• One of the big surprises of last winter was Virginia cornerback Bryce Hall announcing that he was returning to campus for his senior year. The first-team All-ACC pick was widely considered by those in the media as a potential first-round selection in this year's draft, and so going back to school was a shock to some. Throw former N.C. State (and current Washington Redskins) wide receiver Kelvin Harmon onto that list, who told me that Hall was the best player he faced in a talented ACC last year. I watched their matchup and Hall challenged Harmon at the catch point consistently, showing off his outstanding ball skills. When I spoke with former UVA safety Juan Thornhill, who was later drafted by Andy Reid and the Chiefs, I asked him for a scouting report of his former teammate. He described Hall as a "heck of a player ... a big guy who is disciplined and never makes mistakes." He went on to say that he "is always in the classroom watching film and always trying to improve himself." While I, personally, am not quite sure I buy into the first-round hype for Hall at this point, I really like his play recognition and ball skills. He will play in the league for sure.

• I spoke with former Ohio State right tackle Isaiah Prince, who was eventually selected by the Miami Dolphins, and he told me to keep a close eye on rising senior receiver K.J. Hill for this fall. He didn't necessarily need to give me a heads up on Hill, who flashed on film whenever I studied the Buckeyes last year, but Prince told me that that the receiver's "for sure" hands set him apart. Hill made some of the best catches of the entire college season last year. Hill is actually my favorite senior receiver entering the season.

• Former Texas receiver Lil'Jordan Humphrey, who is now with the New Orleans Saints, scared Big 12 secondaries on a weekly basis with fellow oversized wideout Collin Johnson last year, and Humphrey expects big things out of the rising senior for 2019. Humphrey said Johnson isn't just a big, physical receiver, but he's also patient and creative both with and without the ball and is very business-like in his approach to the game. Johnson is 6-5, 220 pounds, and is so physically imposing and one of the best blockers I've studied at the receiver position in recent years. If Johnson can prove himself athletically, he'll be a pretty high pick next spring.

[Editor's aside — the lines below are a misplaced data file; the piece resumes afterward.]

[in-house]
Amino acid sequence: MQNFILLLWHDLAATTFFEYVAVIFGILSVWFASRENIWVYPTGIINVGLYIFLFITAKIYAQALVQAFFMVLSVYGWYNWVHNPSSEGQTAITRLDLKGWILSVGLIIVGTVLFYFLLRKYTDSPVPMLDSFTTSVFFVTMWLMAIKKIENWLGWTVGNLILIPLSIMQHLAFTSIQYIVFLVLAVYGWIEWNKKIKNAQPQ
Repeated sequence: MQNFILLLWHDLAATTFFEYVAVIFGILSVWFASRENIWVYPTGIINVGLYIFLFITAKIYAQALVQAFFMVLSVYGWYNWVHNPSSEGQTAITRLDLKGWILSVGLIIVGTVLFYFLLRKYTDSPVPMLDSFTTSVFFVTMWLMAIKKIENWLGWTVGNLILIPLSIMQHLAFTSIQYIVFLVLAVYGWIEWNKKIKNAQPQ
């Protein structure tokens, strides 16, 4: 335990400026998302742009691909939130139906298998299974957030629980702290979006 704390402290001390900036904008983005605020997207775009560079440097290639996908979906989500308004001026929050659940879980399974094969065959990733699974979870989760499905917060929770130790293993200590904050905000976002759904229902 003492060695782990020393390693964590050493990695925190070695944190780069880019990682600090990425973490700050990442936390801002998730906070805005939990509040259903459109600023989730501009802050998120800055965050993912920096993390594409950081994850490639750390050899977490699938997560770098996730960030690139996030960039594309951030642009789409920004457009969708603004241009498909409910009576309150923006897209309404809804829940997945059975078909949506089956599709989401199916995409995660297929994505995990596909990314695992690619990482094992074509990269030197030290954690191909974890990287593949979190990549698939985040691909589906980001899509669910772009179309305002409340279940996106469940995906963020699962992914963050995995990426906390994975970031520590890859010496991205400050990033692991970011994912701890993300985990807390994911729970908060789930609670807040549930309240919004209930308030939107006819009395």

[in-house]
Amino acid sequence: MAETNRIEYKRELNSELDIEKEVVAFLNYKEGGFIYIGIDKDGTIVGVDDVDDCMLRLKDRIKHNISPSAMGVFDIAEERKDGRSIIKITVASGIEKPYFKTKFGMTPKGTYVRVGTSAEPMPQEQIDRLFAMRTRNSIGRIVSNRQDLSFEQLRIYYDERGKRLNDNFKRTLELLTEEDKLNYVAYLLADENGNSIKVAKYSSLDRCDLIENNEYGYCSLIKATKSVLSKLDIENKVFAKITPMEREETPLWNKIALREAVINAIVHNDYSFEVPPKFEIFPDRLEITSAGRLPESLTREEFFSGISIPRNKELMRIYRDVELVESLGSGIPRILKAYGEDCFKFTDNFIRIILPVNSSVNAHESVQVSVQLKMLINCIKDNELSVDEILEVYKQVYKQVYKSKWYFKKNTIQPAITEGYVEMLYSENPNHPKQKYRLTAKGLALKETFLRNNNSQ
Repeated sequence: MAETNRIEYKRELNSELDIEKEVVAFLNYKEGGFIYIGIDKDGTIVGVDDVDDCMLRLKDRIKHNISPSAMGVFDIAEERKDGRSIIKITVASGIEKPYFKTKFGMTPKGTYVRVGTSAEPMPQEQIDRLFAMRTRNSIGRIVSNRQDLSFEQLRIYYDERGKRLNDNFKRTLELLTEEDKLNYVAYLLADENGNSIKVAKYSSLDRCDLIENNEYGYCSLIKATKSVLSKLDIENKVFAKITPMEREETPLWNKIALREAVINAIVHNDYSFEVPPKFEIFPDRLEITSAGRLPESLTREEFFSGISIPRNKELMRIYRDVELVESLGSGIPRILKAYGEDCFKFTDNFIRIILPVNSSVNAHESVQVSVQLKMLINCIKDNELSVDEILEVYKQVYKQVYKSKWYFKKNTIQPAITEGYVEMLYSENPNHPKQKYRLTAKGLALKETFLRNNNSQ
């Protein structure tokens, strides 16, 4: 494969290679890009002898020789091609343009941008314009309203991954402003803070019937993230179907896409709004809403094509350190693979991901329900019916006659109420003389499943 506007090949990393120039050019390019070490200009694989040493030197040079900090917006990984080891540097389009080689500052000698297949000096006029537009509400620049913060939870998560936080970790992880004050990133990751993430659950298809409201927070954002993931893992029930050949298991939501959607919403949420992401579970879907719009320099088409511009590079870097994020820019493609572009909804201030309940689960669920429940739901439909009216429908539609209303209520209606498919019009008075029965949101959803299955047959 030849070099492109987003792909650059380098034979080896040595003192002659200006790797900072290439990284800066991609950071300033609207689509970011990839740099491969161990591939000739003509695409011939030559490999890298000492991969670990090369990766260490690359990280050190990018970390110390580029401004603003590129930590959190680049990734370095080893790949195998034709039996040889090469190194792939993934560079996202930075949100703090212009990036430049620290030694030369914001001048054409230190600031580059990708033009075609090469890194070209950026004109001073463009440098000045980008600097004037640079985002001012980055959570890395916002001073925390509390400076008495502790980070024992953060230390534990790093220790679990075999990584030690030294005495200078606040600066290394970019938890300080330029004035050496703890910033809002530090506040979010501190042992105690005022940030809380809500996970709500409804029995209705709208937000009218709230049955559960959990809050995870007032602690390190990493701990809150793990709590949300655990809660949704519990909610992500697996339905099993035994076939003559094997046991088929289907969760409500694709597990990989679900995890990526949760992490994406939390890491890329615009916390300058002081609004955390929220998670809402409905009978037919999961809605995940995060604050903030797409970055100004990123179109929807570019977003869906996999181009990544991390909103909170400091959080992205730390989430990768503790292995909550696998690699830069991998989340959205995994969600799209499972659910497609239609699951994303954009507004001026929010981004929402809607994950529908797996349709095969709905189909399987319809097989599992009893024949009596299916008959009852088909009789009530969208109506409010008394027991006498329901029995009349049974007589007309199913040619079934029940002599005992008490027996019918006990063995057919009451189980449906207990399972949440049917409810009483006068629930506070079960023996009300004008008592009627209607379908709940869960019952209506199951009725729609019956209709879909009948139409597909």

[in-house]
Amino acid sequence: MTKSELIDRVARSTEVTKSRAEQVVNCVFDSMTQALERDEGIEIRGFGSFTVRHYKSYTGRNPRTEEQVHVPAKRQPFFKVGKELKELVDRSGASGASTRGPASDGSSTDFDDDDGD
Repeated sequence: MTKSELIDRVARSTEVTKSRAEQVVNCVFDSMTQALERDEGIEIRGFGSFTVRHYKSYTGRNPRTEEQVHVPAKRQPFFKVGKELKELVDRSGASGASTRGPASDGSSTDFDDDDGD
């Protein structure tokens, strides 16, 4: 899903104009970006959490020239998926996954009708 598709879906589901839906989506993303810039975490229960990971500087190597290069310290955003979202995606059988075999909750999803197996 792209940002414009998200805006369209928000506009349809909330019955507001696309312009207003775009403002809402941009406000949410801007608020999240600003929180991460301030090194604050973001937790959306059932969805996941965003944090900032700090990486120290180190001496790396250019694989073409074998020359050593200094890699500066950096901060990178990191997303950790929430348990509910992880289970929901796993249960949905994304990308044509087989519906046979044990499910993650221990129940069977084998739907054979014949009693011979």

• Former Vanderbilt cornerback and New England Patriots draft pick Joejuan Williams told me that the toughest matchup he had in 2018 was Florida's Van Jefferson. The transfer from Ole Miss impressed Williams because of all of his great moves off the line of scrimmage, which made him a really tough cover. Williams said that likely came from his father, a former NFL receiver Shawn Jefferson, who coached receivers last season for the Jacksonville Jaguars. Williams said Jefferson gave him a real battle when they took the field last fall.

• That wasn't the only SEC wide receiver who Williams talked up, as he thoroughly enjoyed discussing his former teammate Kalija Lipscomb with me. Lipscomb, a rising senior, was a great guy to go against every day in practice, according to Williams, who said he was "tough, physical, talked trash every day and was a really competitive player who made me a better player." Lipscomb, a rising senior, had one of the best seasons for any receiver in the history of the Vanderbilt program last year, and will look to build on that in his final season on campus.

• Multiple Ole Miss players in attendance at the Combine told me that Alex Givens was a name to watch in 2019. Javon Patterson (drafted by the Colts) told me that Givens, who played right tackle last year but appears to be set for a move to the left side this fall, exhibits great toughness and plays with an edge that you look for up front. Carolina Panthers second-round pick Greg Little described Givens as a big guy, saying he was very physical and a "pain in the butt" for defensive linemen. Former Rebels tight end and Buffalo Bills rookie Dawson Knox chimed in as well, saying Givens has a really strong anchor and is a great guy away from the field as well.

• A top 15 pick by the Green Bay Packers this spring, Rashan Gary faced a lot of great players during his time at Michigan, but when I asked him who the toughest player he was that he lined up against he pointed to his teammate, Jon Runyan Jr. The son of former Eagles Pro Bowl right tackle of the same name, Runyan was first-team All-Big Ten a year ago. Gary said Runyan was extremely patient with his pass sets and was tough as nails.

• Ex-Washington and current Miami Dolphins running back Myles Gaskin was effusive in his praise of rising senior wide receiver Aaron Fuller back in the spring, telling me he was the best guy returning to the Huskies' offense. Gaskin said Fuller really took big strides as a leader last fall, instilling a work ethic in his teammates as he tried to outwork everyone in everything he did, including in the weight room.

• Fuller isn't the only Husky getting love. Former Washington safety Taylor Rapp, a second-round pick of the Rams, couldn't stop glowing about his ex-teammate Myles Bryant, a senior corner for the Huskies. Rapp said that Bryant was the hardest worker on the team and was a very savvy football player to make up for being undersized. Rapp described Bryant to me as "a dog" out there on the field. I haven't studied Bryant yet, but the former walk-on has definitely gotten buzz from people around that program.